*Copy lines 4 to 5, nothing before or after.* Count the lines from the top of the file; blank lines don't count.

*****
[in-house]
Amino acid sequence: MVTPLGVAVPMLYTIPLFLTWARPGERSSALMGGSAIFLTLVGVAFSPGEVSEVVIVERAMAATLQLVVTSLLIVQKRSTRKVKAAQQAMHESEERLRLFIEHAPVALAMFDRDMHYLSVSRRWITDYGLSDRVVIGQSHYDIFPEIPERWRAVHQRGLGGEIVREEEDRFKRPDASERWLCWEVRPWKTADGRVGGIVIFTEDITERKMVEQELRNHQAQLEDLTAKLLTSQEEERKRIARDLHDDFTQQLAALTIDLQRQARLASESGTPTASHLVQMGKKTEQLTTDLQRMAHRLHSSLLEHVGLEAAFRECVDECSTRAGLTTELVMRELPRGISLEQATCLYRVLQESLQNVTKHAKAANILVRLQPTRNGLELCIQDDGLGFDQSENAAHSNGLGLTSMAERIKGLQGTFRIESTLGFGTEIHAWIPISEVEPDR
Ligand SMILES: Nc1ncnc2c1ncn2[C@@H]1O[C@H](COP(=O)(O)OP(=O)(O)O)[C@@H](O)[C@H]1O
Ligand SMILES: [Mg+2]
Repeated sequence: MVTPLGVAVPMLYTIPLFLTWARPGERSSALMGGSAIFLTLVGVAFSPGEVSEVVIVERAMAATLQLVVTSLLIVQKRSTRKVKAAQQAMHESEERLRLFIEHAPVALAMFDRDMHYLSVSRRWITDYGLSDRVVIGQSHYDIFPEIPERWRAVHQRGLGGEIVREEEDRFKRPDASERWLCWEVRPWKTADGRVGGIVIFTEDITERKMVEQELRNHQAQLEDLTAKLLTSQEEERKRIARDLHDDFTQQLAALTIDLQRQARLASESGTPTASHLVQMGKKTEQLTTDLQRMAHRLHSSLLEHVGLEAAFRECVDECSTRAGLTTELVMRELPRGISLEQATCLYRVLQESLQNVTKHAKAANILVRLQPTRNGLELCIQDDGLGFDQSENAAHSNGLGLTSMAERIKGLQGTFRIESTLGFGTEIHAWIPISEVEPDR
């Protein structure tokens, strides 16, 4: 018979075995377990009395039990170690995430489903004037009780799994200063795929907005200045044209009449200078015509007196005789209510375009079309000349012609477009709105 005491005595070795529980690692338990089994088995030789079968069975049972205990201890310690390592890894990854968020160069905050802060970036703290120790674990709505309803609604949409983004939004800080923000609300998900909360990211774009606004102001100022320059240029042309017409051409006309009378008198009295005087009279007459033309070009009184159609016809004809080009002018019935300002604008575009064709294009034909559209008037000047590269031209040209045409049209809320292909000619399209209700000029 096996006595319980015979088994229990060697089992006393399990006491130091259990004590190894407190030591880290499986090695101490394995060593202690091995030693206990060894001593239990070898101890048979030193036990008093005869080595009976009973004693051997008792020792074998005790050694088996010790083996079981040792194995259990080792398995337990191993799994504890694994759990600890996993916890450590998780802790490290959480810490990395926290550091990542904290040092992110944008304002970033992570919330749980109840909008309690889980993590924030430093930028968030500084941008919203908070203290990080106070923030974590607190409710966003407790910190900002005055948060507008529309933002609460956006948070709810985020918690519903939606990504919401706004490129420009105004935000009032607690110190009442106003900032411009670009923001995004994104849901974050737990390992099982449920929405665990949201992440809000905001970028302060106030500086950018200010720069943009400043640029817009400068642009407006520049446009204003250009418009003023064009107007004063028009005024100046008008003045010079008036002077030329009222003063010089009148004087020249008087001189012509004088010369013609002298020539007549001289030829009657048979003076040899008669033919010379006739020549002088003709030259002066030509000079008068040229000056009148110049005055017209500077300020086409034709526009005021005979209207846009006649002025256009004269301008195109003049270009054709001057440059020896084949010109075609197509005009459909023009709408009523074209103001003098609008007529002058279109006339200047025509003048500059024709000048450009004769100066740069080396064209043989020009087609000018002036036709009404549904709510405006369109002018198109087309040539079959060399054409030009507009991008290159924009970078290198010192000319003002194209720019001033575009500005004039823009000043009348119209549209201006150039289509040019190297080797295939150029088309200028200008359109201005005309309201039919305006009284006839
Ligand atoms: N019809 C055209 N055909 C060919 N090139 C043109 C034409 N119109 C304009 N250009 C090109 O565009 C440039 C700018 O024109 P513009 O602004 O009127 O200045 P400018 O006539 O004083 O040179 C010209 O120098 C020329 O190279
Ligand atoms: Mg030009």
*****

Ligand SMILES: [Mg+2]
Repeated sequence: MVTPLGVAVPMLYTIPLFLTWARPGERSSALMGGSAIFLTLVGVAFSPGEVSEVVIVERAMAATLQLVVTSLLIVQKRSTRKVKAAQQAMHESEERLRLFIEHAPVALAMFDRDMHYLSVSRRWITDYGLSDRVVIGQSHYDIFPEIPERWRAVHQRGLGGEIVREEEDRFKRPDASERWLCWEVRPWKTADGRVGGIVIFTEDITERKMVEQELRNHQAQLEDLTAKLLTSQEEERKRIARDLHDDFTQQLAALTIDLQRQARLASESGTPTASHLVQMGKKTEQLTTDLQRMAHRLHSSLLEHVGLEAAFRECVDECSTRAGLTTELVMRELPRGISLEQATCLYRVLQESLQNVTKHAKAANILVRLQPTRNGLELCIQDDGLGFDQSENAAHSNGLGLTSMAERIKGLQGTFRIESTLGFGTEIHAWIPISEVEPDR